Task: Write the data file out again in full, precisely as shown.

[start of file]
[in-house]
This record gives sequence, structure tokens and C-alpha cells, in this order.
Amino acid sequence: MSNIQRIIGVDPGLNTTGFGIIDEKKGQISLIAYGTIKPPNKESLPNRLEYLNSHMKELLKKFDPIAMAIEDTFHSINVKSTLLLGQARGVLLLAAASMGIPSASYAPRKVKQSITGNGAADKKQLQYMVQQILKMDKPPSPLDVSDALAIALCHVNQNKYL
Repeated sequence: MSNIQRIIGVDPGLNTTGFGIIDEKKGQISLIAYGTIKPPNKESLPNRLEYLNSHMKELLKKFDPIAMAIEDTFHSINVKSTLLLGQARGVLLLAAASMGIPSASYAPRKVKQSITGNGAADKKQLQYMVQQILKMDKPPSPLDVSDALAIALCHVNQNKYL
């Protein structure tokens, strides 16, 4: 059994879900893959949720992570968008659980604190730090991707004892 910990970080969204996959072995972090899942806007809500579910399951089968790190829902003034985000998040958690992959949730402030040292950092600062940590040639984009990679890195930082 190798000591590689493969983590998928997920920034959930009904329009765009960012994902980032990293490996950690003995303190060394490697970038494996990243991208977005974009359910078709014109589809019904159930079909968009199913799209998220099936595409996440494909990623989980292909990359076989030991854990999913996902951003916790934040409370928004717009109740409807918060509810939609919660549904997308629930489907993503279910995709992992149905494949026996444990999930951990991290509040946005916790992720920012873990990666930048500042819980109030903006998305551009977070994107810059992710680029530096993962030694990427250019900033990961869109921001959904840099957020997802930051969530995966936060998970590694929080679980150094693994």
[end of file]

[in-house]
This record gives sequence, structure tokens and C-alpha cells, in this order.
Amino acid sequence: MSNIQRIIGVDPGLNTTGFGIIDEKKGQISLIAYGTIKPPNKESLPNRLEYLNSHMKELLKKFDPIAMAIEDTFHSINVKSTLLLGQARGVLLLAAASMGIPSASYAPRKVKQSITGNGAADKKQLQYMVQQILKMDKPPSPLDVSDALAIALCHVNQNKYL
Repeated sequence: MSNIQRIIGVDPGLNTTGFGIIDEKKGQISLIAYGTIKPPNKESLPNRLEYLNSHMKELLKKFDPIAMAIEDTFHSINVKSTLLLGQARGVLLLAAASMGIPSASYAPRKVKQSITGNGAADKKQLQYMVQQILKMDKPPSPLDVSDALAIALCHVNQNKYL
């Protein structure tokens, strides 16, 4: 059994879900893959949720992570968008659980604190730090991707004892 910990970080969204996959072995972090899942806007809500579910399951089968790190829902003034985000998040958690992959949730402030040292950092600062940590040639984009990679890195930082 190798000591590689493969983590998928997920920034959930009904329009765009960012994902980032990293490996950690003995303190060394490697970038494996990243991208977005974009359910078709014109589809019904159930079909968009199913799209998220099936595409996440494909990623989980292909990359076989030991854990999913996902951003916790934040409370928004717009109740409807918060509810939609919660549904997308629930489907993503279910995709992992149905494949026996444990999930951990991290509040946005916790992720920012873990990666930048500042819980109030903006998305551009977070994107810059992710680029530096993962030694990427250019900033990961869109921001959904840099957020997802930051969530995966936060998970590694929080679980150094693994």